This post will involve an interesting segway.
First of all sugar is evil. It is fine in small amounts but the corporates have worked out that it helps sell their products. They have spent a few decades working out the optimal amount of sugar in what they make.
Dear reader the optimal amount is not the amount that is best for you, it is the amount that will make their product most attractive to you before it descends into too sweet territory. Sales not health are the goal.
And corporations are not interested in long term effects. They are only interested in the here and now, what will sell their product and improve their bottom line. The repercussions are for society to take care of.
Just check any label of any food that you buy. Gatorade, sauces, curries, drinks, cereals, so called health bars they are all jammed with as much sugar as they can realistically handle.
Can I recommend you watch That Sugar Film, where a healthy male maxes out the amount of sugar he consumes even though he is eating “healthy” food. The effect on his body during the test is incredible. Thanks to the miracle of Youtube the film can be seen here.
This segways into the Dirty Politics trial this week where Carrick Graham provided a grovelling apology to three medical researchers who had been warning us for some time about the evils of too much sugar, fast foods and alcohol. The consequences are clear, we have appalling rates of obesity and diabetes, and in particular there is clear evidence that too much sugar has adverse effects on behaviour and learning of young people and children.
Simon Wilson has this outstanding review of the Graham trial and asks some very pertinent questions:
Why hasn’t the Government banned sugary drinks in schools? And how come KFC is able to promote its chicken as the perfect food for every occasion you could possibly think of?
The evidence for the addictive qualities of soft drinks and fatty foods is now widely accepted, as is the evidence for the harm they do. Just one statistic: a thousand people a year in this country have a foot or leg amputated because of type 2 diabetes: a disease caused by an excess of sugary and fatty foods.
Isn’t this – a major public health issue, especially among poor and vulnerable communities – exactly the sort of cause that motivates centre-left MPs to seek power in the first place?
So why no action? The answer is a mystery. But food and public health occupy an extremely unsavoury place in the political world and just this week we were reminded about the how and why.
He then reviews the evidence that came out of the case and notes that the Court was advised that over a five year period Graham’s PR company paid Whale Oil $124,000 and the Food and Grocery Council, for its part, paid Graham’s company $365,619.
In the book Dirty Politics Nicky Hager provides a lot of background and provides details of the relationship between Graham, the FGC and some of its members. He also revealed the contents of emails from Graham to Slater in which he referred to “KR hits”. He said “KR” was former National MP Katherine Rich who for some time has been the head of the FGC. The FGC has denied any involvement.
Wilson’s conclusion is compelling:
This scandal has barely dented the FGC and, despite the opprobrium it generated, Rich has remained in her job.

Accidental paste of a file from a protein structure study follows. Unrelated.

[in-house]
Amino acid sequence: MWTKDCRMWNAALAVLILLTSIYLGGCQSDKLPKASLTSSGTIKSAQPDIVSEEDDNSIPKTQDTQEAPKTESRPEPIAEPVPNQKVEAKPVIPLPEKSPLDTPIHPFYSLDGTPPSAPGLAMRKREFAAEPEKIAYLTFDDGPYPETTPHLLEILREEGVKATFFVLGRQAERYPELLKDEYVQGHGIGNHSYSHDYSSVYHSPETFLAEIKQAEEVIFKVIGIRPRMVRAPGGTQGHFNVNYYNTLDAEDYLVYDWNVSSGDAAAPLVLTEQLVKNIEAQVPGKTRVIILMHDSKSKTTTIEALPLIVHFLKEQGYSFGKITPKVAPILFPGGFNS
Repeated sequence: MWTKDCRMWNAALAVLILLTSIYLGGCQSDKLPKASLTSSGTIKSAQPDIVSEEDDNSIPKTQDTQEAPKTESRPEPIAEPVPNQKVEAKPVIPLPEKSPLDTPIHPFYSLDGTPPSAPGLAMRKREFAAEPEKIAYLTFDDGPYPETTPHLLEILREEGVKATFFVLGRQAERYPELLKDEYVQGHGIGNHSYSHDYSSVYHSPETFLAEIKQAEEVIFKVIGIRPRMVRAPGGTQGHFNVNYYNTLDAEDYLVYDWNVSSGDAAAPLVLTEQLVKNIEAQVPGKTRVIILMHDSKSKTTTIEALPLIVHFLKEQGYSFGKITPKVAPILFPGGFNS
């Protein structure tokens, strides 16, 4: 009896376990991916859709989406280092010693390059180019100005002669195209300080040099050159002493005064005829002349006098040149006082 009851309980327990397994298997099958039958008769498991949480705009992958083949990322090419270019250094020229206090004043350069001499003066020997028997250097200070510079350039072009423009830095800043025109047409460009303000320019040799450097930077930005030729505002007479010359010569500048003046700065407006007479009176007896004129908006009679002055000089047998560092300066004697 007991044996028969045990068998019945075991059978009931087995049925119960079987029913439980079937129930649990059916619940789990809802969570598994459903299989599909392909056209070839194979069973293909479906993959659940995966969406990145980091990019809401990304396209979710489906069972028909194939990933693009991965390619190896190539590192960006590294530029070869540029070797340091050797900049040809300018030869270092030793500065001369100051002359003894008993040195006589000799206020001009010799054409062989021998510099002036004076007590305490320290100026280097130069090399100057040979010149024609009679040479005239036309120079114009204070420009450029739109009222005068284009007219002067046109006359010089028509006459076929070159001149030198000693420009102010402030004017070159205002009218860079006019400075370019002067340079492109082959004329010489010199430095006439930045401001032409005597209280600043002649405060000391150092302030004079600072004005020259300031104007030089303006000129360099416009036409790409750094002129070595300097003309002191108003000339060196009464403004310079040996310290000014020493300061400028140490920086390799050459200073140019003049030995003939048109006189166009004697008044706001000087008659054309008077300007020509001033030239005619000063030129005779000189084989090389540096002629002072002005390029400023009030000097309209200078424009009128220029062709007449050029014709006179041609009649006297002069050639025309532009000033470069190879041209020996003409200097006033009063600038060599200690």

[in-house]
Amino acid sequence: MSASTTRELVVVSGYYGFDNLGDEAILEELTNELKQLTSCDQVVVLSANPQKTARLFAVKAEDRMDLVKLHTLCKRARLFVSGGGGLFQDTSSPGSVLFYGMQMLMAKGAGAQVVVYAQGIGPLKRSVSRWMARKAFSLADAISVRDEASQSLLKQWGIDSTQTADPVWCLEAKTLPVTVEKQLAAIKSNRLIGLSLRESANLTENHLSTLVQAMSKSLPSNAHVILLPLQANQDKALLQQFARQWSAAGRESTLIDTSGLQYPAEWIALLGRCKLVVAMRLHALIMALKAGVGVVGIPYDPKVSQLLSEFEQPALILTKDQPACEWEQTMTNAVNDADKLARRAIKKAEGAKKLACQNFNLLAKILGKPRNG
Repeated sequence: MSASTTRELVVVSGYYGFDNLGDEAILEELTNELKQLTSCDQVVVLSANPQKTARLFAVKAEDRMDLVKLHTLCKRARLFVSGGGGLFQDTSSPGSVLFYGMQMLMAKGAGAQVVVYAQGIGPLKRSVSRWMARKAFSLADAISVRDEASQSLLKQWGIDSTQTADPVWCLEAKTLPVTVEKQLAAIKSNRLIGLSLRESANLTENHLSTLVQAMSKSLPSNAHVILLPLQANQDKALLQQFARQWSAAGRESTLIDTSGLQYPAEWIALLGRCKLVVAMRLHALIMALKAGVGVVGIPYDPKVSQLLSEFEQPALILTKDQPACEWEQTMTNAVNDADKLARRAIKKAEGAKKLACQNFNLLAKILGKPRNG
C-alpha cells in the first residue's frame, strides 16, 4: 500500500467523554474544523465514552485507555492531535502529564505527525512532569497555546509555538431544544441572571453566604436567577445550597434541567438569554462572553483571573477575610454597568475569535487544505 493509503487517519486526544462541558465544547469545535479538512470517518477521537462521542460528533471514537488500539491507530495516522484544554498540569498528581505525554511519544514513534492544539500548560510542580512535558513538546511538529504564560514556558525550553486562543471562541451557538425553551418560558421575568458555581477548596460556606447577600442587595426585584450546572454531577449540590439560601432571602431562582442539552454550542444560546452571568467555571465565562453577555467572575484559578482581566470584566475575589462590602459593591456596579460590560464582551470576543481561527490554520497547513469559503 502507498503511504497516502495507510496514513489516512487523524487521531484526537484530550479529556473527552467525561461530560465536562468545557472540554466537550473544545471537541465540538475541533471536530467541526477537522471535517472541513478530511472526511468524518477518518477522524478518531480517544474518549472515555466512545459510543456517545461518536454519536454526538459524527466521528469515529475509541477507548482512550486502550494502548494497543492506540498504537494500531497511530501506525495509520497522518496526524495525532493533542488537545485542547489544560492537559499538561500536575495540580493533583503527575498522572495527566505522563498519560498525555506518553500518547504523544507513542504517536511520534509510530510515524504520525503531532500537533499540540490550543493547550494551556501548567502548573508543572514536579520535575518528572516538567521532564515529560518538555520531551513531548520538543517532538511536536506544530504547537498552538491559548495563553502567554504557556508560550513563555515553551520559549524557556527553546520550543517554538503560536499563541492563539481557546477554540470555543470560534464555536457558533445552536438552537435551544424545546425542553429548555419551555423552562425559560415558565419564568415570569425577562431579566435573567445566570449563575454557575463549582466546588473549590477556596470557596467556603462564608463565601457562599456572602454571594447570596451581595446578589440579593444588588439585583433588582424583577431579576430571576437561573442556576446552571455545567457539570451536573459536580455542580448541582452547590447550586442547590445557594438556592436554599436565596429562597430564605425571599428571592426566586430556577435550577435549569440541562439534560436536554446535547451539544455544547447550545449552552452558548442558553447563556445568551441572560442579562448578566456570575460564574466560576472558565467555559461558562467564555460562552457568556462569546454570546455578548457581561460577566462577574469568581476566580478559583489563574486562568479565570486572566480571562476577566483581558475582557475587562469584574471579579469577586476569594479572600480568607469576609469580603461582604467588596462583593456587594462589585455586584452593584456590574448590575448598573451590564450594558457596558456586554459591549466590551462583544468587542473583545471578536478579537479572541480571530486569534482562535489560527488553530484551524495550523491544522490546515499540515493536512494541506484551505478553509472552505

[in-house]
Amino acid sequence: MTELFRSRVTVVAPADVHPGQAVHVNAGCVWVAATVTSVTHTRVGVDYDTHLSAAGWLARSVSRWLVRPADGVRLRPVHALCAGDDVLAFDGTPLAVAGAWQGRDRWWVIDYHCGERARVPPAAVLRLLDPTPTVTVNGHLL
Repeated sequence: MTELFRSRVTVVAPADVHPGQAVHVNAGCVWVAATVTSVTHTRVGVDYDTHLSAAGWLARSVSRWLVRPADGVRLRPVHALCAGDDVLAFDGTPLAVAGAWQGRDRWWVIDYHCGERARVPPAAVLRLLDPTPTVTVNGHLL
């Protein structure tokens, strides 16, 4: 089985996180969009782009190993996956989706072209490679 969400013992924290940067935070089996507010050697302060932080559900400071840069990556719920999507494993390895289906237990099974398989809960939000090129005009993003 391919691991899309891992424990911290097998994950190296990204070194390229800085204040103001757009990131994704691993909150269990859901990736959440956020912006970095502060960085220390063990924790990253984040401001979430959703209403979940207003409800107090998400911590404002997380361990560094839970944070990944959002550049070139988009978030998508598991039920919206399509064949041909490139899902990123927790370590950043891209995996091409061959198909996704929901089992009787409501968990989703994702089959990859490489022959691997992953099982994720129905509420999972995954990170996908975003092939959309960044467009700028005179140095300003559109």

There’s a reason for that: she’s very good at it. The FGC under Rich has managed to persuade successive governments, including the current one, to stay away from taxing or regulating harmful foods and beverages.
The stakes couldn’t be higher. We know that sugary and fatty foods are bad for us. We know we’re facing an obesity epidemic: worldwide, obesity has tripled since 1975, and New Zealand is as caught up in it as any country.
Sooner or later, it is surely obvious, we will decide to treat addictive junk foods the way we now treat tobacco.
Banning sugary drinks from School should be an easy and a quick start. But this will take some political will. The companies involved will not take this lying down. They will throw all sorts of PR forces against it, and talk about “Cancel Culture” and “Nanny State”. Judging by what appears to have happened here social media and blogs will also be used. But there is no better time than the present to address this.
The policy will be very popular with Labour members and has been the subject of numerous policy remits in the past.
The Party’s 2019 policy platform said this:
We will act on major causes of poor health such as child poverty, poor housing, and economic inequality through bold policy initiatives across economic and social policy areas. People living in warm and dry housing, with enough income to afford a healthy diet, and access to good public services will have fewer health issues. We will focus on the health and well-being of children and young people, putting them at the centre of our efforts across the whole spectrum of policy.
Labour will encourage and assist every New Zealander to take responsibility, in partnership with health providers, for healthy living, including healthy accommodation and good nutrition. Through a holistic approach to public health, we can address chronic conditions such as obesity, diabetes, and heart disease.
The 2020 manifesto was not so directed with the only reference to diet being a policy to expand the Free and Healthy School Lunch programme to cover 200,000 students in 2021.
The policy ought to be easy to implement. Direct school boards of trustees to stop the sale of sugary drinks in schools. They should then work on a sugar tax.
The basic problem is the total commercialisation of our food supply. The demand for profit has perfected the creation of food that is frankly too often not fit for consumption. We can and must do better.